Now patrolling the crime-ridden streets of Turin, slap-happy seasoned cop Inspector Betti (Maurizio Merli) and his counting-down-the-days-till-retirement partner Arpino (Raymond Pellegrin) intervene in a violent bank robbery. Only to be outwitted when a woman taken hostage to cover the thieves' escape turns out to be in cahoots with the gang. Whilst dealing with this mess Betti is called on to tackle another crime when armed thugs kidnap a bus load of screaming children. After the kidnapping takes a tragic turn Betti suspects the mastermind behind this heinous affair was crime kingpin Albertelli (John Saxon) and sets out to entrap the outwardly respectable businessman. Even as Italy's crumbling infrastructure, relentless crime and corruption leave Betti increasingly disillusioned with law enforcement.
A Special Cop in Action (released in its native Italy as Italia a Mano Armata) concludes the poliziotteschi trilogy preceded by Marino Girolami's Violent Rome (1975) and Umberto Lenzi's fan favourite Violent Naples (1976). Nevertheless macho moustachioed genre icon Maurizio Merli swiftly returned in more films, including other trilogies, where his crime-busting cop characters were indistinguishable from the righteously indignant Inspector Betti. As conclusions go the final entry in the trilogy wraps things up on a sour note. Its tone is one of simmering despair. Surrounded by fellow officers either retiring, dying or giving in to the hopeless state of things, Betti endures abuse from angry parents, slingshots from the press, stifling bureaucratic red tape and, of course, the remorseless brutality of heartless criminal scum. The film makes it clear that Betti, much like the Italian public, is sick of dealing with it all yet sees no end in sight.
Unfortunately frustration and impotence make up the one peg Girolami, here directing under the pseudonym Franco Martinelli, hammers relentlessly into the ground. More often than not Betti is stymied by cunning criminals, a broken legal system or sheer bad luck. Absent this time around are those cathartic moments for the audience when Betti unleashes a round of righteous fury on the bad guys. Despite a handful of half-hearted fist-fights and by-numbers car chases, A Special Cop in Action is much lower on rip-roaring action and wild stunt work compared to the earlier entries. The other staple ingredient of the genre: sleaze is present as kidnapper Mancuso (Sergio Fiorentini) takes a break from terrorizing kids to try to rape a passing lady cyclist, although the misogyny quotient is pleasingly low for a change. However the attempt at a romantic subplot between Betti and the grieving sister (Mirella D'Angelo) of one child victim falls flat. It is meant to be affecting, offering Betti an avenue out of a seemingly futile crusade as a cop, but so broadly played and sentimental it comes off as campy and shrill instead.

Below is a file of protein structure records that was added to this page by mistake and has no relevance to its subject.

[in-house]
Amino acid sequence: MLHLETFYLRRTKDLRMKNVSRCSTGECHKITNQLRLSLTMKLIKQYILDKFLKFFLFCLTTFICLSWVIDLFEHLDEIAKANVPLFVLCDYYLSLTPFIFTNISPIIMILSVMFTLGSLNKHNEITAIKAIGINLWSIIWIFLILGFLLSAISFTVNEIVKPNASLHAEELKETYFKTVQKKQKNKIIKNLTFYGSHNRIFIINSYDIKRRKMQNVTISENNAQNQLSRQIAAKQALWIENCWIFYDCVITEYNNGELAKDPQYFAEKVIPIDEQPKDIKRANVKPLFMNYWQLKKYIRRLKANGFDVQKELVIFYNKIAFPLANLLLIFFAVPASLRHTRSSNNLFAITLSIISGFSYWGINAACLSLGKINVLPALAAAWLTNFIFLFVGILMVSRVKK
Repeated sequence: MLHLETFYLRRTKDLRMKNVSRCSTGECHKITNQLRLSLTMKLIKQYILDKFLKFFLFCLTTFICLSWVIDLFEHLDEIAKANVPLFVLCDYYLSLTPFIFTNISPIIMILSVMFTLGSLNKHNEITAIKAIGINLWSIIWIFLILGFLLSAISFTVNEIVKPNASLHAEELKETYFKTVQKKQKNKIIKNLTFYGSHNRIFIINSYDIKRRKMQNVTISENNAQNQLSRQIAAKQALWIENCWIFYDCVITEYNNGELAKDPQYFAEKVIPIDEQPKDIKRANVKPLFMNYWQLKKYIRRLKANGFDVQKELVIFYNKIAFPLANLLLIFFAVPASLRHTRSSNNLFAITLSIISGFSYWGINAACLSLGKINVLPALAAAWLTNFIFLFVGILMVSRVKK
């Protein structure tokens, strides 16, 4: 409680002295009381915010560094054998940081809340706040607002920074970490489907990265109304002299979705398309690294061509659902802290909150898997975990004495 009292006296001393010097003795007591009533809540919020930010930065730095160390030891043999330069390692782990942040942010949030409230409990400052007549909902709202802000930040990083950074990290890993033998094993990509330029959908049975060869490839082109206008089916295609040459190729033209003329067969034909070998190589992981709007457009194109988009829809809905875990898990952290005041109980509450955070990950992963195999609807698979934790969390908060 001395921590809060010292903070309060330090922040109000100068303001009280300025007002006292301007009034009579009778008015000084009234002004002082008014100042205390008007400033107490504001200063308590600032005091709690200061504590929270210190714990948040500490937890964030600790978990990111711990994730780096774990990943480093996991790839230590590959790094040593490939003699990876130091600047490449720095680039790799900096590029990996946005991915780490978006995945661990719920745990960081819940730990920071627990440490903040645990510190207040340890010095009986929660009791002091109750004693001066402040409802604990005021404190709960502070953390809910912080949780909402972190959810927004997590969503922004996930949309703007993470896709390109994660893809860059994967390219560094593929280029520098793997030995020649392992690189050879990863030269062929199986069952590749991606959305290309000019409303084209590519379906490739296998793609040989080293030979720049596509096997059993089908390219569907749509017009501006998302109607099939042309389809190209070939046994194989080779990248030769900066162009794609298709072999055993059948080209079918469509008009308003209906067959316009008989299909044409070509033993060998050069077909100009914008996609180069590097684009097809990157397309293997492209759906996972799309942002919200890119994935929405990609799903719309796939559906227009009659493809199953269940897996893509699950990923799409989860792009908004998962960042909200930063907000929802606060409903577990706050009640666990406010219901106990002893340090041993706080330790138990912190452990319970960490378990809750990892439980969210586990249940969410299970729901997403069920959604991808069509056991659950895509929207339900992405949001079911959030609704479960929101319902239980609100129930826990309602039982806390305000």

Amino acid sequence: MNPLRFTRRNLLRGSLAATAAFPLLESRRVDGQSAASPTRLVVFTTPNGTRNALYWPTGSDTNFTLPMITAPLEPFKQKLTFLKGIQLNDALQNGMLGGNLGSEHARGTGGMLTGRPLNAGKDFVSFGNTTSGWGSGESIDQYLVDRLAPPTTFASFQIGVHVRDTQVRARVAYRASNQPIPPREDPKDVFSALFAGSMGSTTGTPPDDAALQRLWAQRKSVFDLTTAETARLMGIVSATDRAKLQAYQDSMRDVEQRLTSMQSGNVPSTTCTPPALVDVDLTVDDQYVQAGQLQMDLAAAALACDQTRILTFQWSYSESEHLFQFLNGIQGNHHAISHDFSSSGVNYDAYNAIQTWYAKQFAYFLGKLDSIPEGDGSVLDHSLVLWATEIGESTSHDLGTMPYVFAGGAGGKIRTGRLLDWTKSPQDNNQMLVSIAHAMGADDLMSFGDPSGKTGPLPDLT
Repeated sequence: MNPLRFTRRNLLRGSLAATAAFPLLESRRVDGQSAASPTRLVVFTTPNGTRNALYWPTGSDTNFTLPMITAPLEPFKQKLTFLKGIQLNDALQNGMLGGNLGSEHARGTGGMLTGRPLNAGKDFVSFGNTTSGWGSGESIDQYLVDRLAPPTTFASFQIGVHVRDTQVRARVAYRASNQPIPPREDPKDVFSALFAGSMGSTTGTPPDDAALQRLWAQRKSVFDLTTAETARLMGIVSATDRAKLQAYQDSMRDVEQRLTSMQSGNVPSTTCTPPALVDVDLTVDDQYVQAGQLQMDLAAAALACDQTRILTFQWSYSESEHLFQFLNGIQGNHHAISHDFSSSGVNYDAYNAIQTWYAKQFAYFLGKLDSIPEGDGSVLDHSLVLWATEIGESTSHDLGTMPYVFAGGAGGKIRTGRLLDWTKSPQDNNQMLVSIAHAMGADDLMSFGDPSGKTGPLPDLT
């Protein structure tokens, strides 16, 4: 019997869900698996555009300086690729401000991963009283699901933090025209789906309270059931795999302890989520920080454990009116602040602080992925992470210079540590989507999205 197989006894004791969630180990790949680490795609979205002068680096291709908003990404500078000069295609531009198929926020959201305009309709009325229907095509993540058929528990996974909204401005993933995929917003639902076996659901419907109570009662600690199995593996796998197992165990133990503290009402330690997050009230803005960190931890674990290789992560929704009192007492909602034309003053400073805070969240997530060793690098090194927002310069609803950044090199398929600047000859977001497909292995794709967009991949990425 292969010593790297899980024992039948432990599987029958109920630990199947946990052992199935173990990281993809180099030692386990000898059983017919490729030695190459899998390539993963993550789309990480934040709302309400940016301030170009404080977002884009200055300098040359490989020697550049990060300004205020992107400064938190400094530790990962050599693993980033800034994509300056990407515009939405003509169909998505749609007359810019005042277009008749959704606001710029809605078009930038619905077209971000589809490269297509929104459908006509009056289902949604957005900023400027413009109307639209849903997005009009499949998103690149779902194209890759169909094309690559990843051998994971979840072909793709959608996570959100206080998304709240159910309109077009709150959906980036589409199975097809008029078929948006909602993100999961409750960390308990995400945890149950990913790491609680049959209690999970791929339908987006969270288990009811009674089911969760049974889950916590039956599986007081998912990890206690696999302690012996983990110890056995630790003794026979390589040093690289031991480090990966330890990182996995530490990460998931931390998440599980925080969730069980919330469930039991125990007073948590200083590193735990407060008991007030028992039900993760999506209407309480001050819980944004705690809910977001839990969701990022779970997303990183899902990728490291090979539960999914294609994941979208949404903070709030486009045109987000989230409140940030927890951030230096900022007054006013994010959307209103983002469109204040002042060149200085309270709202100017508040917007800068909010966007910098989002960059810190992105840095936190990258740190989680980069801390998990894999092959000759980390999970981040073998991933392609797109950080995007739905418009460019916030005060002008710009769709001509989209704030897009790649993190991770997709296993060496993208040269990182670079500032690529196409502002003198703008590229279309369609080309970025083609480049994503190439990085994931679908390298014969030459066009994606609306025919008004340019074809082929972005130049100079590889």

Elsewhere John Saxon slips ably into the stock genre role of phantom American bogeyman behind the Italian crime wave, contrasted with Betti's more easygoing relationship with petty local criminals like the pickpocket who proves an invaluable ally. Saxon brings welcome personality to an otherwise colourless cross-section of villains but the disjointed plot is less involving than the admittedly circuitous but livelier narratives of earlier films. Indeed the whole child kidnap thread is only barely connected to the main thrust of the plot concerning Betti's ongoing feud with Albertelli. Which takes a turn after Albertelli frames Betti for murder and the latter is imprisoned alongside thugs he himself convicted ("Wait till we get you in the showers"). None of this really goes anywhere and the third act further complicates matters by introducing yet another villain who then goes gunning for Albertelli.
Interestingly in place of the ambiguously "romantic" finale that capped off most prints, some versions of the film feature an alternate or what some might call an Alain Delon ending (c.f. Le Samurai (1967), Tony Arzenta (1973), Three Men to Kill (1980)). Some Euro-crime fans find its nihilistic tone more befits the grim sense of futility that defines the overall movie even if it is at odds with Merli's gung-ho heroics in the previous two films. Music by Franco Micalizzi that later found its way to the soundtrack for Quentin Tarantino's Death Proof (2007).
Italian director who over a 40-year career dabbled in most genres - like many of his fellow countrymen, his film-making choices were informed by whatever was popular in Hollywood at the time, from historical epics to westerns, sex comedies to action. Girolami frequently used the pseudonym Frank Martin for international releases, and is best known by horror fans for his hilarious 1979 gorefest Zombie Holocaust. Father of the equally prolific Enzo G. Castellari, and a European boxing champion in his pre-film career.